Acid Etch, the hot topic

At the 18th annual International Anodizing conference & Exposition held by Aluminum Anodizers Council in Fort Worth last week, the hot topic was definately Acid Etch.

There were several presentations and during the Q&A session the topic came up one more time. So what is Acid Ecth and what makes it different from caustic (alkaline) etch, what is its benefits and what do we need to keep in mind when acid etching our aluminum parts.

First some comments on why we want to etch the aluminum surface before the anodizing step. After removing grease, oil, dirt and other contaminants on the surface, we are now having a clean surface to use for the formation of oxide in the anodizing tank.

Yet most of the times we need to do more about this surface to get the wanted visual appearance on the surface after anodizing.

So during the etching step the surface imperfections such as extrusion lines and scratches are smoothed out, producing a more uniform appearance changing from the brigth aluminum surface to a more matt, satin finish depending on the etching time and a couple of other parameters.

Caustic soda which is what the alkaline etch mainly consists of is very aggresive to the aluminum surface. The chemical reaction has to be inhibited to work properly but there are still a high dissolution of aluminum during the process. The amount of aluminum dissolved for a conventional, well-operated caustic etch is around 10g/ft2.

Due to the high viscosity of the caustic etch the following rinse step needs plenty of water and min. of two rinse tanks.

Introducing an acid etch step into the anodizing process will give some immediately benefits.

Some of these are less sludge and easier rinsing operation due to the fact that the acidic solution, almost neutral in some formulations, doesn´t dissolve as much aluminum as the caustic. There are an energy saving because of a lower process temperature and less fume from the process tank (10% of the fume from alkaline etching).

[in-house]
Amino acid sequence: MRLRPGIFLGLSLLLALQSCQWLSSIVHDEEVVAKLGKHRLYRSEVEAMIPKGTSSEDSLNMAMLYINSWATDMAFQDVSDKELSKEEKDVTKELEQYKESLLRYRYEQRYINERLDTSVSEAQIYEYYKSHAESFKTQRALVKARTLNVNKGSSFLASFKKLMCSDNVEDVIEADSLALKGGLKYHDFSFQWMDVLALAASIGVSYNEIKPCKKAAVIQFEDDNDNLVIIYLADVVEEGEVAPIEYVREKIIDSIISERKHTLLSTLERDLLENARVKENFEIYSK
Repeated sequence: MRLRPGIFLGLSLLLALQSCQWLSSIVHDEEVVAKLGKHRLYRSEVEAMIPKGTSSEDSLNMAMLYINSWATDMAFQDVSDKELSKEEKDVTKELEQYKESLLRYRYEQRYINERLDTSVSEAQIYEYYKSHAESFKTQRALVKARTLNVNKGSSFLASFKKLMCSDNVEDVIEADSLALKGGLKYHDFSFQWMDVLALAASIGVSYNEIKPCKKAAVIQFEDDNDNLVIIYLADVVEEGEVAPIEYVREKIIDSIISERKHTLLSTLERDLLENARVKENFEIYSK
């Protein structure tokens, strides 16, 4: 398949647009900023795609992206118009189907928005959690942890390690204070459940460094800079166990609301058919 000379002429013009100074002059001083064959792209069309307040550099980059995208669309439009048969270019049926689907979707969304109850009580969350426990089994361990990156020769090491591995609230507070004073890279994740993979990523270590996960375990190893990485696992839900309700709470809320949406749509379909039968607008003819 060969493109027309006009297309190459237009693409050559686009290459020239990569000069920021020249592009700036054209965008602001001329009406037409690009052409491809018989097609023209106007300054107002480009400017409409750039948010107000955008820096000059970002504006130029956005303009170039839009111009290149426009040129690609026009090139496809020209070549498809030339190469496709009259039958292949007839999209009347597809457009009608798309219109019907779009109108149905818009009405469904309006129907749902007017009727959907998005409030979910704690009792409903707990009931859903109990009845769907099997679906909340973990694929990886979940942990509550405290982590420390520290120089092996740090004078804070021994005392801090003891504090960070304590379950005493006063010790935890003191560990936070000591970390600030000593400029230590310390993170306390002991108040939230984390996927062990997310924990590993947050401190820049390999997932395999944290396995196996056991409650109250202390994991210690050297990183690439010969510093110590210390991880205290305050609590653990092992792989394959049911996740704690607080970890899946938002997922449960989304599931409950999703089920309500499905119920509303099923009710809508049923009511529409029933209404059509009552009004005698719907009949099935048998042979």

The reason for the significant waste treatment reduction is the fact that the acid etch results in less than 1g/ft2 dissolved aluminum to get a matte finish. The fluoride ions react and attack everything in the microstructure leading to an attractive matte finish, which differs from the one found with alkaline etching.

So the most significant difference from the caustic etch is the difference in look, because the acid etch reduces more of the extrusions effect.

One thing is important to keep in mind and that is the fact that fluoride attack the titanium racks.

The two presentations about the subject from anodizers with experience in using acid etch both mentioned that you will still need both types of etching solution in your production line. The main reasons for this are:
  • Gives a different matte finish than caustic etch
  • Needs to have the caustic etch for stripping aluminum racks
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